PERIPHERAL aneurysms are common and suggestions influencing their treatment antedate John Hunter. Arteriosclerotic aneurysms in the hand, in contrast, are rare and scant attention has been given to their treatment. In the main, treatment of these abnormalities has been dominated by Hunter's philosophy of proximal ligation or extirpation or both. Modern techniques have included preliminary or concomitant cervicodorsal sympathectomy with such extirpation.1
Because collateral circulation of the hand is so extensive, little concern has existed regarding the possibility of inflow deprivation following main trunk ligation and aneurysm excision. Clinical experience has shown that ulnar or radial artery ligation in the nonatherosclerotic hand produces no discernible circulatory deficit. However, recent experience with two cases of arteriosclerotic hand aneurysms has raised the question of adequate collateral circulation in association with these lesions. Preliminary testing in these two patients showed inadequacy of auxilliary circulation and angiography demonstrated abnormal blood flow patterns. Both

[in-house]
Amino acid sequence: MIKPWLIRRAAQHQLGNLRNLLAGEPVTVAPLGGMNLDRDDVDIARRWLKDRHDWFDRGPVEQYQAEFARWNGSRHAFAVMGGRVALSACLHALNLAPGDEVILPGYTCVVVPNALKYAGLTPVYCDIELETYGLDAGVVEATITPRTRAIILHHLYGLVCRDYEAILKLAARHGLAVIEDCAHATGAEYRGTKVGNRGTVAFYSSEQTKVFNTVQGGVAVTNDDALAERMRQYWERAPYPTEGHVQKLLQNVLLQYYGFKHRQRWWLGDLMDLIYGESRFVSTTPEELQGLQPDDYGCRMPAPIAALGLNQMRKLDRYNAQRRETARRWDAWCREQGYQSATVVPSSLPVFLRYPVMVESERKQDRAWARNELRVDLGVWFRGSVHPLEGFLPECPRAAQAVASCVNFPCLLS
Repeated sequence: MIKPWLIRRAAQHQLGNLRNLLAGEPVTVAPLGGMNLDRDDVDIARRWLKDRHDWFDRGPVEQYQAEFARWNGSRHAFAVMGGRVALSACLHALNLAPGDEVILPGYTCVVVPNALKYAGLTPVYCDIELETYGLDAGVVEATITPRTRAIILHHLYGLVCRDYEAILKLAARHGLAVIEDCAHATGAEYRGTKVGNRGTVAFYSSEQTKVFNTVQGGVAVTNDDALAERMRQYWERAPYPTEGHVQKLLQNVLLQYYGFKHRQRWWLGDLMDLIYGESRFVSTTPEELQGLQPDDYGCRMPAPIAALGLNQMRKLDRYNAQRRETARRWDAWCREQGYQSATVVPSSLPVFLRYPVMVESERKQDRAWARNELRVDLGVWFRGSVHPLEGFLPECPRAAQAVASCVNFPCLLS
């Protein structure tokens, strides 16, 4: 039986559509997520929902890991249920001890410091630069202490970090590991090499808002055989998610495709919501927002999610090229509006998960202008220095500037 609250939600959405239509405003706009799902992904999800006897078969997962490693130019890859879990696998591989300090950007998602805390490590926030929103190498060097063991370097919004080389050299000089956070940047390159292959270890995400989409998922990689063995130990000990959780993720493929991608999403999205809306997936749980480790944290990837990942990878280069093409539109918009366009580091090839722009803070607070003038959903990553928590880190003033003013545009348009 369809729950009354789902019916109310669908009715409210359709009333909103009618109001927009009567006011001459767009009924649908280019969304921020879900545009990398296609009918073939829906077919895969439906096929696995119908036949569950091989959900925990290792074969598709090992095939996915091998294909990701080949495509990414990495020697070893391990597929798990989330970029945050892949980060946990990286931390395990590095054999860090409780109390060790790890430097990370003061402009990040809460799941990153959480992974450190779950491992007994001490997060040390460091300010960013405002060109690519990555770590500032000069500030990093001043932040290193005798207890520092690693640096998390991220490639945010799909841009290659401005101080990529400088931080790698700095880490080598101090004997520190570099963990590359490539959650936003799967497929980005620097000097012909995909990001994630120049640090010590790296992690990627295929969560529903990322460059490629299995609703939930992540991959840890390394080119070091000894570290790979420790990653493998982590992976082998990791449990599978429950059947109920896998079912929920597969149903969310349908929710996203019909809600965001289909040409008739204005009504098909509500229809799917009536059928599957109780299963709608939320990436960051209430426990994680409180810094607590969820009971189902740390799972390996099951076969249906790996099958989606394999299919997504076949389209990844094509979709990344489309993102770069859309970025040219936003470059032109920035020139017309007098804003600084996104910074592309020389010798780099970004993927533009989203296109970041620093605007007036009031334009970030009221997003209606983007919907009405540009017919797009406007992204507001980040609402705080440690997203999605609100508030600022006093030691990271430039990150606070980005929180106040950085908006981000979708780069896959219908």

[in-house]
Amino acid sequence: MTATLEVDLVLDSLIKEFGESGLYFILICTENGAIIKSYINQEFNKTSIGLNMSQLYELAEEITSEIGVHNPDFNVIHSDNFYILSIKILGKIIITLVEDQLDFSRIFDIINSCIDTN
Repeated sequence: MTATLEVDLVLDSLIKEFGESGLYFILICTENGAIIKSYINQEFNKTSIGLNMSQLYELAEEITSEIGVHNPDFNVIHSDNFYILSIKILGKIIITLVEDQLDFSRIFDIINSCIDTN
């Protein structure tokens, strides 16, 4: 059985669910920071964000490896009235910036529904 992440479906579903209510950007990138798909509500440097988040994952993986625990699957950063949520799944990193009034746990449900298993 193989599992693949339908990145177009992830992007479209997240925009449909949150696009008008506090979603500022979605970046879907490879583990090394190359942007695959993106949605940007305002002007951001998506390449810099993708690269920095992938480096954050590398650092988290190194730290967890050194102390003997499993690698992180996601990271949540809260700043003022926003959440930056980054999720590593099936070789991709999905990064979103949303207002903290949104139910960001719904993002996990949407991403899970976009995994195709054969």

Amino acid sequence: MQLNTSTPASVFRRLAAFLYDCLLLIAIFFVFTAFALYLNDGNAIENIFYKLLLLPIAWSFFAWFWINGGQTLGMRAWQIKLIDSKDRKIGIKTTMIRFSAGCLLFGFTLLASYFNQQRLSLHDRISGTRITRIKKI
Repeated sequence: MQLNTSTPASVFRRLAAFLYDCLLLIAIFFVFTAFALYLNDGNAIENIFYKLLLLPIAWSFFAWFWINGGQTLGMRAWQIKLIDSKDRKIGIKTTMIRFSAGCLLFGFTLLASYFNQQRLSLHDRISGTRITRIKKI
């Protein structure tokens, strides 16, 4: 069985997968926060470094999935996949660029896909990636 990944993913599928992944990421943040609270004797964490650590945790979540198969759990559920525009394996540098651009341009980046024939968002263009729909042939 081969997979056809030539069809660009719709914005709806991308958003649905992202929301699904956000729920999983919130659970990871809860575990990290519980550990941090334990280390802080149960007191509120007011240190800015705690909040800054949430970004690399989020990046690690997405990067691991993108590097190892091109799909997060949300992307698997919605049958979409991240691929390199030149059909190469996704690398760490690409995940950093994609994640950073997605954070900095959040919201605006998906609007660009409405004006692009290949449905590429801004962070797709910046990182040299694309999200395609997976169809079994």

THORRENS S, TRIPPEL OH, BERGAN JJ. Arteriosclerotic Aneurysms of the Hand: Excision and Restoration of Continuity. Arch Surg. 1966;92(6):937–939. doi:10.1001/archsurg.1966.01320240125026
Coronavirus Resource Center
Customize your JAMA Network experience by selecting one or more topics from the list below.
Create a personal account or sign in to: